for a very long time. I cannot count the number of people who died in the cell.
“The police were raiding different places where black people were kept and I willingly surrendered to the police. That was how I got an opportunity to come back to Nigeria.
“While working on the streets of Libya, if the gangs saw you, they would grab you and put you in a cell. They put you in a cell with many others where you would either be sold or made to call your people to pay for your freedom.
“While I was trying to get money the to free myself from the prison, I spoke with my father two months ago. He then told me that if I had the chance, I should return home. I told him that I might die before I had the opportunity to return home because I saw people die every day.”
We drank urine, fuel in desert – Kelvin, 21
Many of the returnees who shared their experiences like Chibuzor, vowed never to attempt the dangerous journey again. But experts say that so far as there are few success stories amidst the deaths, some of the returnees may try again when the shock of their time in Libya wear off.
Kelvin Sunday, 21, an Edo State indigene, who returned with Chibuzor, told Saturday PUNCH that he was in Libya for seven months.
He spent N965,000 to get to Libya after raising the money with the help of friends and his my sister.
Sunday explained that a friend of his, who made it to Europe, convinced him to embark on the journey.
According to him, 41 of them set out in Kano for the journey through the desert but only 10 made it to Libya.
He said their fate was sealed when their vehicle developed an engine fault in the desert.
Sunday said, “We were in the desert for three days without food or water. We were drinking our urine to survive. It got to a point that when there was no more urine to drink, we started to drink fuel.
“When we got to Libya, I was working in my burger’s house. I spent two weeks there before I went to the seaside (in Tripoli) where we would cross. From Sabha to the seaside in Tripoli, I spent two weeks. On the way, some traffickers kidnapped us. They beat and loaded us into their Hilux van, but few of us jumped down and I broke my leg. I managed to escape as they were shooting.
“We spent two days in the desert again after that escape. We later saw a motorist whom we begged to help us get to the seaside.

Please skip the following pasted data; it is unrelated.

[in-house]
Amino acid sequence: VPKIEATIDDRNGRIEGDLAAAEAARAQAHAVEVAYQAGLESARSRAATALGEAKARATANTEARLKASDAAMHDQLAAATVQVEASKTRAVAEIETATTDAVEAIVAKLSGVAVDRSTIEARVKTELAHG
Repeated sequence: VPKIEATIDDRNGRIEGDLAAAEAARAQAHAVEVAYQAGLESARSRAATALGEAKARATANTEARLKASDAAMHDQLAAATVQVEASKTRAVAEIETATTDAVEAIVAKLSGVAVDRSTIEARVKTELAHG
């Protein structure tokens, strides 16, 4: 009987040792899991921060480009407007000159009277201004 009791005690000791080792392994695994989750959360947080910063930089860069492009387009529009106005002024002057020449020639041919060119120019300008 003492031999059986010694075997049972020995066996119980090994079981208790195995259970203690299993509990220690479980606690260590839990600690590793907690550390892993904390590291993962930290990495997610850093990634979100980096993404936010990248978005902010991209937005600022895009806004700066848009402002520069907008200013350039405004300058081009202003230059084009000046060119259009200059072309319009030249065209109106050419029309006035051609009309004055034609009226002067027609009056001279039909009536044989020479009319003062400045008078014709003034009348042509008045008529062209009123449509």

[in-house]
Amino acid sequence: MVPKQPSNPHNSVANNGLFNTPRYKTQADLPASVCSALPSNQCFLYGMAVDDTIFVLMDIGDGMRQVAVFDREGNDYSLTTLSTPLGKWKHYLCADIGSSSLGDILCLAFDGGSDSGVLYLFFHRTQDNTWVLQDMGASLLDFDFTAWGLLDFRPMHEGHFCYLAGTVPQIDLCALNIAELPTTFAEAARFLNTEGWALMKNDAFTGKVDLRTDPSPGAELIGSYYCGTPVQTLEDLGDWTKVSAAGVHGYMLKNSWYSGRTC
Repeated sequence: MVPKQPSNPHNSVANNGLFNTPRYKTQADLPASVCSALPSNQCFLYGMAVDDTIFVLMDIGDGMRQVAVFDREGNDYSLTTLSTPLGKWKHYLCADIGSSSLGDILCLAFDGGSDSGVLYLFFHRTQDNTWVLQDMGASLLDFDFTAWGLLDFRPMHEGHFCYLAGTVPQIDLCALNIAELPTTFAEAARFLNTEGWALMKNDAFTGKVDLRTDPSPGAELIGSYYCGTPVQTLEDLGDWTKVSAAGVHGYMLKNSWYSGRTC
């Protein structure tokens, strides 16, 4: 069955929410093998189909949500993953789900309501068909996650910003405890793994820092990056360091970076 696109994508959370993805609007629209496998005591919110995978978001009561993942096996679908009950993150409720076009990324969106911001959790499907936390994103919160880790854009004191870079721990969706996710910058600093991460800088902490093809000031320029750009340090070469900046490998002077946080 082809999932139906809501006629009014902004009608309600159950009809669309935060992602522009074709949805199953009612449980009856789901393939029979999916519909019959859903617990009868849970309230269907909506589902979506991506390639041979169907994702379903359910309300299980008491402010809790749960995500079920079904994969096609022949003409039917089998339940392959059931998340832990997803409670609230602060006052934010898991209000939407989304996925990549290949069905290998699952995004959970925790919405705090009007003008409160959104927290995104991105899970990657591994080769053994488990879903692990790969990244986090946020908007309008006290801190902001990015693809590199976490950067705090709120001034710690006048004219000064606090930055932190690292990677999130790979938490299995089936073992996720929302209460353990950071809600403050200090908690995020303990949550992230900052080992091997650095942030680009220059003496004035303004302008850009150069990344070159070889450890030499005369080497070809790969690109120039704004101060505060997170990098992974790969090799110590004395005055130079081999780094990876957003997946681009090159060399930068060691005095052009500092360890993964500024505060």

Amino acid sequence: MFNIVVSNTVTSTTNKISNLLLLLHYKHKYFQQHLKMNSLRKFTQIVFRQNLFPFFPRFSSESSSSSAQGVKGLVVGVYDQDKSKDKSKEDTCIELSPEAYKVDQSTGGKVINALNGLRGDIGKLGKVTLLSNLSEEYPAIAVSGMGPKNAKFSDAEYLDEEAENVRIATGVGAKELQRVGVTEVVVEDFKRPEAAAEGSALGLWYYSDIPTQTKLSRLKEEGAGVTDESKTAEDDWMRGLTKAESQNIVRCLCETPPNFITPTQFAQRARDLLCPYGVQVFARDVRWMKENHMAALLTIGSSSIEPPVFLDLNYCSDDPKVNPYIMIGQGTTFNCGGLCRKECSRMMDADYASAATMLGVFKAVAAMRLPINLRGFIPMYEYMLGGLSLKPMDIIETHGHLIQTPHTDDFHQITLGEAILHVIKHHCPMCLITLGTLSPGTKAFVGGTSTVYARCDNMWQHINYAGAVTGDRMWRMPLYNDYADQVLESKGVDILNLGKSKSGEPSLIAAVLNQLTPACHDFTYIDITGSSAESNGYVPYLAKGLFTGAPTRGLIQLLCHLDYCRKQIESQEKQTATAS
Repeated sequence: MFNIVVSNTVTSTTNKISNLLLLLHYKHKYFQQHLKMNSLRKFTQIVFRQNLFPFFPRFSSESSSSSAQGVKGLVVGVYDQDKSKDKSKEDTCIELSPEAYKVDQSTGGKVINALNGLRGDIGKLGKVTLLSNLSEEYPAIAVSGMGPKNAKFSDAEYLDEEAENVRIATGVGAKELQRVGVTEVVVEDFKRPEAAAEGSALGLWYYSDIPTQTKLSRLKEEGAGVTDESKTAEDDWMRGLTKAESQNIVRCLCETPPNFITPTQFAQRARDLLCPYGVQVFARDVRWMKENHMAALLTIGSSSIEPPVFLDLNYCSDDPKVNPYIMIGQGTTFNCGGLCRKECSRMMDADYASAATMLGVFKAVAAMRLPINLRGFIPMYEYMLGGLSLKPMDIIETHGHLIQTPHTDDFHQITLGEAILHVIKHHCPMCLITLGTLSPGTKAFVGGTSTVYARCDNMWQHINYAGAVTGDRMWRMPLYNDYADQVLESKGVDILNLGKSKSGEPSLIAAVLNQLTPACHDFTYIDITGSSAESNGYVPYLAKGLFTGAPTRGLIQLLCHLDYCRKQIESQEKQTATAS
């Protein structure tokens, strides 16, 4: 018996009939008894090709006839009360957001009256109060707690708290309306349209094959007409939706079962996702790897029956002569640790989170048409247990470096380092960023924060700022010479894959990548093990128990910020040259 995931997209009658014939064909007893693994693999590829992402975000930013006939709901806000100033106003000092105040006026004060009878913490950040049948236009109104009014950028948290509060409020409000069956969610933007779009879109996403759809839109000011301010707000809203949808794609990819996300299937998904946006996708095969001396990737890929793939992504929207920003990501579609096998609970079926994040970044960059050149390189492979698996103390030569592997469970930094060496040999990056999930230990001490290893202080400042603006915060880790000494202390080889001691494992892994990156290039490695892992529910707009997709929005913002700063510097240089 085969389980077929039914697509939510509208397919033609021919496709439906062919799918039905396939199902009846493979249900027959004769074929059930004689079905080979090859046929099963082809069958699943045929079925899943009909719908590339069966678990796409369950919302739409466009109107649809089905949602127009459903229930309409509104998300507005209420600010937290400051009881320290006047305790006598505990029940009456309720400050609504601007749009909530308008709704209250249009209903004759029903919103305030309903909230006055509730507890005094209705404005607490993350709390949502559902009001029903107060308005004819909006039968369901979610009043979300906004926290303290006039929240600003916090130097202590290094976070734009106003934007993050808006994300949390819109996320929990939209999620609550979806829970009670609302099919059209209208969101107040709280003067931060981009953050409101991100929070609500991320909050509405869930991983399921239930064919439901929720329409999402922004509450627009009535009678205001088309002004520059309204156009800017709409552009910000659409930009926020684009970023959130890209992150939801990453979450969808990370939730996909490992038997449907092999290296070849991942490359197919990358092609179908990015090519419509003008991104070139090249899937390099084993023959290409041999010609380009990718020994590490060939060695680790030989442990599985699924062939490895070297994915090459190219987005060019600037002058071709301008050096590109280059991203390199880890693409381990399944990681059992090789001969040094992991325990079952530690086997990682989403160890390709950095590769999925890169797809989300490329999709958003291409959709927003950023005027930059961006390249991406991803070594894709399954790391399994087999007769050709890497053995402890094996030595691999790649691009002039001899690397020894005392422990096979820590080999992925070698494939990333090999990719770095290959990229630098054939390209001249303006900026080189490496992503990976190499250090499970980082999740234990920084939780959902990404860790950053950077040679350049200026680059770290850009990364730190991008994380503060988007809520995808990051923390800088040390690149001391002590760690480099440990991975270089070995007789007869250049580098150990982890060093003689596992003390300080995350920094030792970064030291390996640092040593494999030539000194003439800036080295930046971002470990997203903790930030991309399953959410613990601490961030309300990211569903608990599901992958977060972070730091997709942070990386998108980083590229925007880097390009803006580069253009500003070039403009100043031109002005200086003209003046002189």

“We were camped at the seaside for three months without any opportunity to cross through the seas. People trying to cross the sea told me to avoid Nigerians helping Libyans to sell people. But later our camp was raided by soldiers, who took us to prison.”
He had spent four months in the cell before luck smiled on him and IOM officials effected his repatriation along with many others.
I return home as a one-eyed man – Okotie, 35
Less than a year after Harrison Okotie, 35, got to Libya, he was kidnapped by some violent traffickers, who hit him in the eye with the butt of a gun.
He lost his left eye to that attack.
“Now, I don’t know if my wife and two children would ever recognise me when I get back home. I left Nigeria a whole man but I am returning with one eye,” Okotie said.
He explained that before leaving Nigeria in 2014, he worked as a painter after graduating from the Delta State University.
After paying N600,000 for the journey through the desert, he got to Libya where he was grabbed off the street by some traffickers who sold him for 2,000 dinars (about N529,000).
“When you got to the person you were sold to, he sold you again for double the previous amount.
“Many Nigerians have gone mad and cannot even say where they are in Libya right now. The day officials came to register us for repatriation, we were in a queue when one of the Libyan officials shot a Nigerian dead right there. They said he was trying to run, whereas he was desperate to return home.”
Another returnee, Esosa Osas, 25, who was a hairdresser before he left Nigeria, spent six months in Libya. She told tales of many women being raped.
“It is either rape or death. Nobody could refuse being raped,” she said.
A fellow Edo State indigene, Odion Saliu, 26, told Saturday PUNCH that the Nigerian trafficker who facilitated her trip lied to her.
She said, “She told me that once in Kano, we were going to take a plane to Libya. I was shocked when we were loaded into a vehicle.
“We spent nine days crossing the desert to Libya. I was kidnapped and sold at least three times before God brought me back to my fatherland. I am really thankful to God that I am alive.”
The Nigerian traffickers fueling the trafficking industry in Libya seems to have attracted the attention of the government.
The Senior Special Assistant to President Muhammadu Buhari on Foreign and Diaspora Affairs, Mrs. Abike Dabiri-Erewa, said there was a need for Nigerians to report human traffickers in the society.
She said the Federal government’s whistleblower policy against human trafficking would ensure a handsome reward for credible information about human traffickers .
“Traffickers must be prosecuted, must be arrested and they must be known. There is a whistle-blower policy by NAPTIP; report traffickers, they are amongst you’
An official of the Edo State task force on illegal migration, Mr. Okoduwa Solomon, told Saturday PUNCH that since November 7, the state had taken custody of at least 897 Libyan returnees who are indigenes of the state.
He explained that the exercise to help them resettle in Nigeria would continue so far as there were still Nigerians trapped in Libya.
“We are using the returnees to raise awareness about the dangers of illegal migration in Edo State,” he said.

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JAMB 2018 Forms & Registration Deadline is Here

  This is a reminder to all intending JAMB Candidates that the deadline for the purchase of forms for the 2018 UTME still remains 6th F...